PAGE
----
An international war of words is taking place across the Aegean over Turkey’s decision to allow daily Kuran readings to take place at the Hagia Sophia in Istanbul, a United Nations World Heritage site and museum.
Sacred to Greeks and Christians throughout the world as the largest Orthodox Christian Church in the world for almost a thousand years and long a symbol of Hellenism to Greeks everywhere, Hagia Sophia has become a contentious issue between Greeks and Turks.
Turkey’s decision to hold daily Quran readings during the Muslim holy month of Ramadan sparked outrage from the Greek foreign ministry in a statement.
Turkish Foreign Ministry spokesman Tanju Bilgic fired back that Greece should show “good sense” and criticized Greece for what he called suppression of the rights of its “Turkish” minority in northeastern Greece.
He also reminded Greece that efforts to build a mosque in Athens have been blocked by successive governments for years.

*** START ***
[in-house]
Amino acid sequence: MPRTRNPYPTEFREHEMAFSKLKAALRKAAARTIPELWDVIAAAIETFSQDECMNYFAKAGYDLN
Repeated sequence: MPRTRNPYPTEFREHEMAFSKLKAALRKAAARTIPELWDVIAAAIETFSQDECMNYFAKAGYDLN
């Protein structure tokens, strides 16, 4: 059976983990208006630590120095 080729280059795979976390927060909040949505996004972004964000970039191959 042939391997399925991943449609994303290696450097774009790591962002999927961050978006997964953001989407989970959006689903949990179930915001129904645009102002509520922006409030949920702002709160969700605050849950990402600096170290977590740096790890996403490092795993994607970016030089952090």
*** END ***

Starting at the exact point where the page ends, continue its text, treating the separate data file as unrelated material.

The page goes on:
“We call on Greece, which has not allowed the establishment of a mosque in its capital for years and continuously interferes with the religious freedoms of the Turkish minority in Western Thrace and mixes anti-Islamism with modernity, for common sense in its statements and stance,” Bilgic’s statement said.
“We must also keep in mind that the values of contemporary, democratic and secular societies include respect for other religions and prayers,” Bilgic said.
Greece does not recognize its Muslim population located predominantly around the city of Xanthi in northeastern Greece as ethnically Turkish, instead referring to them as a religious (Muslim) minority.
Similar controversy erupted in 2014 when thousands of Muslims were bussed in to Istanbul and prayed outside Hagia Sophia, calling for the museum’s conversion into a mosque.